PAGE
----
More and more Americans claim to be informed about where their energy comes from, but does that knowledge translate into behavior? A Harris Poll  conducted in February of this year shows that the majority of Americans make small efforts to save energy — doing things like flipping the switch when leaving a room and exchanging inefficient bulbs with more efficient ones, but larger lifestyle changes have yet to materialize.
Compared to 2012, less people seek out ENERGY STAR labeled appliances, utilize power strips, or replace light bulbs in non-critical areas of their home. Only about half of the people polled said that they were reducing hot water usage with shorter showers, washing their clothes in cold water, or took proactive steps to weatherize their homes for optimum heating and cooling efficiency. A mere 10 percent have had a home energy evaluation.
Just as many Americans are willing to pay more for higher quality food — may it be organic or GMO-free — it makes sense that they are willing to continue to pay more in electricity for similar "quality of life" experiences. Parents want their kids' clothes to be clean; homeowners want their windows to match the aesthetics of the rest of the house. And it's going to take a lot more than just talk about climate change to get anyone to stop taking a long shower. While the recession is technically over, that memory is still fresh, especially when making large purchasing decisions. It's easier to take no notice of an energy bill that stays the same, or even just increases a little, than to spend the extra money up front even if for something that would pay for itself in the long run.
The poll also gauged opinion on the risks and benefits of various energy sources. Unsurprisingly, most of the people polled felt that solar and wind power were seen as having benefits that outweigh any risk and as the best options in terms of environmental impact. The perception of natural gas, which, in recent years, has become synonymous with hydraulic fracturing, has actually improved somewhat, with almost 70 percent of respondents agreeing that the benefits outweighed the risks. Opinions on coal remain evenly divided while faith in the safety and environmental friendliness of nuclear power has decreased, down seven percentage points from five years ago.
However, it should be noted that for almost the entire duration of the poll, February 12th through the 17th, Americans were inundated with news of the fire  and subsequent nuclear waste leak  at the Isolation Pilot Plant in Carlsbad, New Mexico. Opinions about nuclear power were bound to take a turn for the worse while the twenty-four hour news cycle kept reminding us that we did not have the answers to the questions: How could this happen? What does it mean to be exposed to a radiation leak ? Is nuclear power still safe? It's easy to forget the danger until we are physically reminded that nearly no power generation comes without risk and that no nuclear power comes without eternal waste.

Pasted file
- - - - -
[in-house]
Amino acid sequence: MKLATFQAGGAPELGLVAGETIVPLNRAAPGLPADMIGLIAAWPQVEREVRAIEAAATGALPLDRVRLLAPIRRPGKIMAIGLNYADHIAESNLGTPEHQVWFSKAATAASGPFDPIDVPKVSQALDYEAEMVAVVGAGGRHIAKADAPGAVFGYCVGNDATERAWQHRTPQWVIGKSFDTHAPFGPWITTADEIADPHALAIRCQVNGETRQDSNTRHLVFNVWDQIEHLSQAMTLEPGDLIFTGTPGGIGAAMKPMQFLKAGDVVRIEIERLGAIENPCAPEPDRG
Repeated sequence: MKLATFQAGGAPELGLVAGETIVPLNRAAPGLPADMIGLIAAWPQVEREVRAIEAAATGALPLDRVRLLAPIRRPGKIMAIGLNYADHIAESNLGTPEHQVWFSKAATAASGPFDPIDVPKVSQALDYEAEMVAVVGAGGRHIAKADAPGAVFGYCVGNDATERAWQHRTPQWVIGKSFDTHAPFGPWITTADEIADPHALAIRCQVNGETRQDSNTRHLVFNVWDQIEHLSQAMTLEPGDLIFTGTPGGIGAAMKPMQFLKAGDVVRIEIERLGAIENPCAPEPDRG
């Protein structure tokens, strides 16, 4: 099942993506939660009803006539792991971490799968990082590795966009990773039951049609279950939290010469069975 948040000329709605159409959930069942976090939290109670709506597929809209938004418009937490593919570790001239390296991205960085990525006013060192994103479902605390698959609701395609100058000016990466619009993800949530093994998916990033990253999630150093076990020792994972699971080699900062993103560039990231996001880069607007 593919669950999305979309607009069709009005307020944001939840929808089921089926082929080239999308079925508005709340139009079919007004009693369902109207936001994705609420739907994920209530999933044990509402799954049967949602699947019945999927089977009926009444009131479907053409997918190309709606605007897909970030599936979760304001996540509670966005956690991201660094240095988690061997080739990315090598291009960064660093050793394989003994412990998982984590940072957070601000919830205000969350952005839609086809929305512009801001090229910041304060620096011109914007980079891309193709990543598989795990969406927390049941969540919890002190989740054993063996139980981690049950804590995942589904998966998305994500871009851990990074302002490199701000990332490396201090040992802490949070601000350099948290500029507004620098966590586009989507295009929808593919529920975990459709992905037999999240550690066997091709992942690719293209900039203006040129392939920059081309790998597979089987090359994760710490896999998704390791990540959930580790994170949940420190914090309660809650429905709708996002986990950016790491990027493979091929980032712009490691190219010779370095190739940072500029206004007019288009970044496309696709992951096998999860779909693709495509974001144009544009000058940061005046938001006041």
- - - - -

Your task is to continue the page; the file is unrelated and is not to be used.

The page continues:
As easy as nuclear energy can fall to the back of our minds, it seems so can geothermal and biomass energy sources. The poll found that while a little more than half of respondents felt that the two energy sources' benefits outweighed any risks, the other half didn't know enough to be sure. It is not too surprising that these two are less well-known, as geothermal heating for a home still comes with a high up-front cost making it less popular and most people don't tinker quite enough to convert their cars to burn fry oil. That result also points to a lack of education by those industries and perhaps, especially in the case of biofuels, a bit too much political fog to wade through for the average American to understand the reality of the technology.
The better question might be: does it matter if Americans understand the risks involved in the different kinds of energy sources? Unless you are going to build a windmill in your backyard (or pay some other hefty price for self-sufficiency), you have little choice in where your energy comes from. The average American plugs their life into the wall and only knows what the bill says every month; there is no box to check with what kind of power you want use. Beyond that, would we be willing to pay for it if we could choose? And would a change in the way we pay actually change how we use?
More and more Americans claim to be informed about where their energy comes from, but does that knowledge translate into behavior? Does it matter if Americans understand the risks involved in the different kinds of energy sources?